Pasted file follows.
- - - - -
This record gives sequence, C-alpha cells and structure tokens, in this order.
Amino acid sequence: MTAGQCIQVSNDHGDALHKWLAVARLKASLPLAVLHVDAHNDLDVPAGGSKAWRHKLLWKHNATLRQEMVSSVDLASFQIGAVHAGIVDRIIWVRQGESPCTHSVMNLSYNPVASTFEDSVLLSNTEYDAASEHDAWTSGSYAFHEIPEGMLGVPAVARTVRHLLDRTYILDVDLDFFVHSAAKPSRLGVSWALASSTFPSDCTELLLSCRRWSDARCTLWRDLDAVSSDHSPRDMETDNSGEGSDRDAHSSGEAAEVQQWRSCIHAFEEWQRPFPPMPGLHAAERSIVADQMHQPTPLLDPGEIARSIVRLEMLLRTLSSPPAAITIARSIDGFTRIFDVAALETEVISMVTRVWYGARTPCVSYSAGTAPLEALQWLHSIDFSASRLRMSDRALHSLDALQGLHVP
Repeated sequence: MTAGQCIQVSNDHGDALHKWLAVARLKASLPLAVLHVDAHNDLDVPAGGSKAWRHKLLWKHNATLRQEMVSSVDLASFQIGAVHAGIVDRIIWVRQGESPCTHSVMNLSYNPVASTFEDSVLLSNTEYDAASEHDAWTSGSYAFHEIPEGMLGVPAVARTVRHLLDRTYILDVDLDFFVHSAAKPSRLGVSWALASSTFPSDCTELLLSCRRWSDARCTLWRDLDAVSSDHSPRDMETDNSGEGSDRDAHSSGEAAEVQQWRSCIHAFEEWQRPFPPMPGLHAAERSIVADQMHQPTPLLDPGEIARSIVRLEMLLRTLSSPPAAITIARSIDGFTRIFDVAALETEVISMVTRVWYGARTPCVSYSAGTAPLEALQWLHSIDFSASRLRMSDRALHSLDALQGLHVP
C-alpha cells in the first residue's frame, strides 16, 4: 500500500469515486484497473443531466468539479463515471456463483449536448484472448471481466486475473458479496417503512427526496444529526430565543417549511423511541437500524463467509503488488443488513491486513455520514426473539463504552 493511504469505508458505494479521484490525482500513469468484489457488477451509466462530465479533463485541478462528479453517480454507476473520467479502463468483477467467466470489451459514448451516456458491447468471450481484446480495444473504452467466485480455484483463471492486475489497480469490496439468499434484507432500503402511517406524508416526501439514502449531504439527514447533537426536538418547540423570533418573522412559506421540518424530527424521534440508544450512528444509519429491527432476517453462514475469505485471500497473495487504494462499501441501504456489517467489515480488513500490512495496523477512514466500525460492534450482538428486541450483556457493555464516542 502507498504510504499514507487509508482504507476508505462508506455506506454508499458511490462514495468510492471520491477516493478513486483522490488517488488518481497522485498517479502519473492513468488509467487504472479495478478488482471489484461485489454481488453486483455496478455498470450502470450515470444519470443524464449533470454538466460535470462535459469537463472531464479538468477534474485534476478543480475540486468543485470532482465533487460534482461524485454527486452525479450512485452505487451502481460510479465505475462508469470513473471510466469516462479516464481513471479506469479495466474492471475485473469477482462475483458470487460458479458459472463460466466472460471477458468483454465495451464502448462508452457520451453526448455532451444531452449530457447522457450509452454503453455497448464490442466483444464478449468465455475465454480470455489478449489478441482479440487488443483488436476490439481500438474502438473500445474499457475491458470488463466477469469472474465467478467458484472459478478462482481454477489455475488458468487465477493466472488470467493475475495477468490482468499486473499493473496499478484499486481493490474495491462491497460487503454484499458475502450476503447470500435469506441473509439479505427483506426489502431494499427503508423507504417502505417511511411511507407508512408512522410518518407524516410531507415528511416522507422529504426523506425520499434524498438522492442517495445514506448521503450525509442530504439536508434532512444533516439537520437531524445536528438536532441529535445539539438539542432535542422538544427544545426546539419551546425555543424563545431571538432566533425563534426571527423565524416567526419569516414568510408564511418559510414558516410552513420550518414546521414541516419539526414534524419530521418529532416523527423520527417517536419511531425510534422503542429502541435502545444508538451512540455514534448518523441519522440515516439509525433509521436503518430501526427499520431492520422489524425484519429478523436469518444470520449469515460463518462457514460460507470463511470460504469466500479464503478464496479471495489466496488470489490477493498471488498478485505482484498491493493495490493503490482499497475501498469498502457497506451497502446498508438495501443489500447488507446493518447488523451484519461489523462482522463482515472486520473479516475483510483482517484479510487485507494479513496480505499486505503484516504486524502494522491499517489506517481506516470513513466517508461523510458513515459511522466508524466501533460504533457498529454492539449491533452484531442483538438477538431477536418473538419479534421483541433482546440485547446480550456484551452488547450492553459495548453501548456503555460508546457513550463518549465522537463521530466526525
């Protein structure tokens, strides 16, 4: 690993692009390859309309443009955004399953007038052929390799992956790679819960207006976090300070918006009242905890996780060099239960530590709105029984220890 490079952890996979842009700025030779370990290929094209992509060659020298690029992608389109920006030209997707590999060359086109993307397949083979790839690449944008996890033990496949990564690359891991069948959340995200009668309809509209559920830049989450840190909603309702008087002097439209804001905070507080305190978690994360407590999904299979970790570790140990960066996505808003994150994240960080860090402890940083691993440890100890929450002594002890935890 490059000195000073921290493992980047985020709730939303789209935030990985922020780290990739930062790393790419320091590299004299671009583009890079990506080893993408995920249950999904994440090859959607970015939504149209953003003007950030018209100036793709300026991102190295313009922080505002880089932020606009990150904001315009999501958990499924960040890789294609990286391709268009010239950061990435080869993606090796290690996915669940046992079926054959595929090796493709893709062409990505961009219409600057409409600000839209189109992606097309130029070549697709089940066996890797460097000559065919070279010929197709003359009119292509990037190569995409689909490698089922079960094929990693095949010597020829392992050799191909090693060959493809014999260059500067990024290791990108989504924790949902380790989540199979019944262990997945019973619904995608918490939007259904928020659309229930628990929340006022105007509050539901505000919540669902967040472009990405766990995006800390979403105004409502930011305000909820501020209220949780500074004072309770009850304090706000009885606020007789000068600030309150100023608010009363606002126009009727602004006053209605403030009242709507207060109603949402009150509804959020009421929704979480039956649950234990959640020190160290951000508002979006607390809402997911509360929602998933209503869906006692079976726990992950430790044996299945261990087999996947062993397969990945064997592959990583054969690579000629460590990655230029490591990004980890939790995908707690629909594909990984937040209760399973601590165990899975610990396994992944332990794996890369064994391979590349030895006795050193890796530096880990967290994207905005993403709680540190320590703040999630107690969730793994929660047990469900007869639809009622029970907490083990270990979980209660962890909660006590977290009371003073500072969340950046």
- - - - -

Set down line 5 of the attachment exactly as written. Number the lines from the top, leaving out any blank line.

């Protein structure tokens, strides 16, 4: 690993692009390859309309443009955004399953007038052929390799992956790679819960207006976090300070918006009242905890996780060099239960530590709105029984220890 490079952890996979842009700025030779370990290929094209992509060659020298690029992608389109920006030209997707590999060359086109993307397949083979790839690449944008996890033990496949990564690359891991069948959340995200009668309809509209559920830049989450840190909603309702008087002097439209804001905070507080305190978690994360407590999904299979970790570790140990960066996505808003994150994240960080860090402890940083691993440890100890929450002594002890935890 490059000195000073921290493992980047985020709730939303789209935030990985922020780290990739930062790393790419320091590299004299671009583009890079990506080893993408995920249950999904994440090859959607970015939504149209953003003007950030018209100036793709300026991102190295313009922080505002880089932020606009990150904001315009999501958990499924960040890789294609990286391709268009010239950061990435080869993606090796290690996915669940046992079926054959595929090796493709893709062409990505961009219409600057409409600000839209189109992606097309130029070549697709089940066996890797460097000559065919070279010929197709003359009119292509990037190569995409689909490698089922079960094929990693095949010597020829392992050799191909090693060959493809014999260059500067990024290791990108989504924790949902380790989540199979019944262990997945019973619904995608918490939007259904928020659309229930628990929340006022105007509050539901505000919540669902967040472009990405766990995006800390979403105004409502930011305000909820501020209220949780500074004072309770009850304090706000009885606020007789000068600030309150100023608010009363606002126009009727602004006053209605403030009242709507207060109603949402009150509804959020009421929704979480039956649950234990959640020190160290951000508002979006607390809402997911509360929602998933209503869906006692079976726990992950430790044996299945261990087999996947062993397969990945064997592959990583054969690579000629460590990655230029490591990004980890939790995908707690629909594909990984937040209760399973601590165990899975610990396994992944332990794996890369064994391979590349030895006795050193890796530096880990967290994207905005993403709680540190320590703040999630107690969730793994929660047990469900007869639809009622029970907490083990270990979980209660962890909660006590977290009371003073500072969340950046």